A Guide To Self-Publishing Part I

Posted on: 05 September 2008 by Gareth Hargreaves

The first part of a five chapter series on self-publishing.

So you’ve written a book and you’ve decided you're going to publish it yourself. Are you sure?  It’s going to cost you and it’s unlikely that you will make any money out of it. So are you still certain?  Okay, let’s go.

You know there are scores of people just waiting to publish your work. Yes, despite all of the refusals you might have received up to this point, now that you are willing to pay they’ll be queuing up for the privilege of publishing your work.  But take care. There are sharks about!

What you are looking for is someone to do the layout of your work and someone to do the printing. And it may be the same person or firm doing the two tasks. Of course, you may know of someone who can do the layout for you. You might even be able among the minority able to do it for yourself. But let’s say you’re looking for a publishing firm to take most of the work off your hands. 

In this year’s Writers & Artists Yearbook three publishers who will publish your work for you are acknowledged as being honest and straightforward.  I should certainly take this recommendation.  That is not to say that other firms are unreliable but these three have, so it seems, passed all tests. 

Even so you cannot hand over everything to another party. Whoever does the layout and printing you will have to learn a number of things about books. And not just about writing. In addition to being the author, you are going to be the editor, designer, publicity manager, sales manager and financial director. Believe me, the writing is the easy bit.

But now let’s go back to the beginning. Your manuscript is finished. Let’s just consider editing the book. Go on. Tell me. You’ve read it over and over and you’ve eliminated every spelling error, corrected each flaw in the punctuation, seen every time you have inadvertently repeated a word or missed out a word. And you’re satisfied. 

Well, pick up the manuscript again and read it through aloud if you have time (though ignore this if you’ve attempted something similar in length to War & Peace). Alternatively, take out a ruler and work your way down each page line by line and check again for mistakes. And after that if you have someone who is reliable and is capable of reading text for basic errors of this kind use whatever help you can.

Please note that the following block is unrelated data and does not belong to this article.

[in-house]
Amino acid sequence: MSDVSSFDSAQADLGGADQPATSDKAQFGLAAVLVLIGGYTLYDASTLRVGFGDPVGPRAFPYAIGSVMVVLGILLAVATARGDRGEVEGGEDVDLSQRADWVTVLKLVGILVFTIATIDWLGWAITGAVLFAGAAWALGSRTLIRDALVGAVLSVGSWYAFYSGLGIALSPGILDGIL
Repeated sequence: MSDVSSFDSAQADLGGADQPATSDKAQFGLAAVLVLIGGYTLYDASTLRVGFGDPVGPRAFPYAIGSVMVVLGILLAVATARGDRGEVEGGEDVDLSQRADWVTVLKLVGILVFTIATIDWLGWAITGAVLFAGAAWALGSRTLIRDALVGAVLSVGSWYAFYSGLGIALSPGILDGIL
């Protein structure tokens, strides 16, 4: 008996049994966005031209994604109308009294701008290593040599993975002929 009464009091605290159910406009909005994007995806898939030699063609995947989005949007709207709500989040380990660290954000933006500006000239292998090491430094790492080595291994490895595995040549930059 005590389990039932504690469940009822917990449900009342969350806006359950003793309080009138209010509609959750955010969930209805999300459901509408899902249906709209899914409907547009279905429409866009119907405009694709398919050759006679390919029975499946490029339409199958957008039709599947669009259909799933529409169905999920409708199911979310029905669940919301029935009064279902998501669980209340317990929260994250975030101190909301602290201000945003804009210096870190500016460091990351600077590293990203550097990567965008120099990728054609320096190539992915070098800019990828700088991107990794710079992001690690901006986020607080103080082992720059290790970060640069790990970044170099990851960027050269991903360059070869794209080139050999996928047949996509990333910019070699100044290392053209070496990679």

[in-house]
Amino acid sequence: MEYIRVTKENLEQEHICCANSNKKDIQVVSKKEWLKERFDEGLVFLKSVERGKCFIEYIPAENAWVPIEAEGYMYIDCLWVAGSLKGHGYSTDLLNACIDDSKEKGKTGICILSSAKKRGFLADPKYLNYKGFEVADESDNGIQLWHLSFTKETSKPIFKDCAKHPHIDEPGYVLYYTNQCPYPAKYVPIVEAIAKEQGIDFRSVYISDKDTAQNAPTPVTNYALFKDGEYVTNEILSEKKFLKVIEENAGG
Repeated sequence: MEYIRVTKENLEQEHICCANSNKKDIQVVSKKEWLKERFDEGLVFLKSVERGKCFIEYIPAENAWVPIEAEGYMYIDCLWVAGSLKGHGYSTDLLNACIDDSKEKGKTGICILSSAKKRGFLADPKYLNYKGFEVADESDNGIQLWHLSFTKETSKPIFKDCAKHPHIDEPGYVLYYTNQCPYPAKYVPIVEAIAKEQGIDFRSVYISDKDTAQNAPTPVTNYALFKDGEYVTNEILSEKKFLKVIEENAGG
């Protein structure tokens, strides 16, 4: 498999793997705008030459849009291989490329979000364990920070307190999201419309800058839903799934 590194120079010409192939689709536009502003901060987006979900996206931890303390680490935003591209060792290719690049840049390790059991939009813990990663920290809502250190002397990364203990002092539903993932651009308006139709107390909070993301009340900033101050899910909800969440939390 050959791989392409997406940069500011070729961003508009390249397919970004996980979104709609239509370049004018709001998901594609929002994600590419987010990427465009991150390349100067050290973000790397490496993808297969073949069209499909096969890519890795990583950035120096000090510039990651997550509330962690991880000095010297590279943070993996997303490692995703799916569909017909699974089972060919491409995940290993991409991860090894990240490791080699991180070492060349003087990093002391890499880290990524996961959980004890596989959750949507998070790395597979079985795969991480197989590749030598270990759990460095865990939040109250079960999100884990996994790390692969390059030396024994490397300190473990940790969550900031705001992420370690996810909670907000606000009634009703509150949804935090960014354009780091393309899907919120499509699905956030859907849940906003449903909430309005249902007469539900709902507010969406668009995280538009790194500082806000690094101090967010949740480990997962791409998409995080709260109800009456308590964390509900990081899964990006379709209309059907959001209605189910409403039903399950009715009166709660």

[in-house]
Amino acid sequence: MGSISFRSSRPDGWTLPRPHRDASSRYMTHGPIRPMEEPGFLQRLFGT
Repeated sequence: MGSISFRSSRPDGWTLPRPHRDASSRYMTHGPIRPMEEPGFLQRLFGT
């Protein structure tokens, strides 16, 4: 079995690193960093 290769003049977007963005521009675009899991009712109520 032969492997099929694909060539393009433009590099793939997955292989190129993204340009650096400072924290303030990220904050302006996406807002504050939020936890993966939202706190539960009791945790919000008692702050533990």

I am assuming that, of course, that you also have a writing colleague to read your book through, somebody who will tell you that such and such a paragraph is not clear enough, that there is a whole half page of unnecessary material, that some of your dialogue, if you are writing fiction, doesn’t ring true.

Oh, it is hurtful when people come back with that kind of comment on your work but give it a week or two and read through your material again. And bear in mind the comments you have been given.

Yes, I know, it slows the whole business up but you don’t want to immortalise your errors, do you?

By Johnnie Johnson

About The Author

Johnnie Johnson and David Arscott have written more than 60 titles between them, both fiction and non-fiction, and have a broad experience of both mainstream and self-publishing.

Now the two local authors with a wealth of publishing experience between them are organising a day's seminar in Lewes to take writers through the process of organising your book, hardware and software, designing a cover, preparing your book for the printer, costing and pricing and promotion and distribution.

Their seminar is at the John Harvey Tavern in Lewes, on Tuesday, 21st October, from 10am until 4pm.

The fee is £100 a head, including morning coffee and tea in the afternoon. The Tavern serves snacks and lunches.

For further details contact David or Johnnie by Tuesday 30th September on:

Johnnie Johnson: 01323 725524 or johnhijo@btinternet.com
Website: www.johnniejohnson.co.uk

David Arscott: 01273 470100 or pomegranatepress@aol.com
Website: www.pomegranate-press.co.uk.

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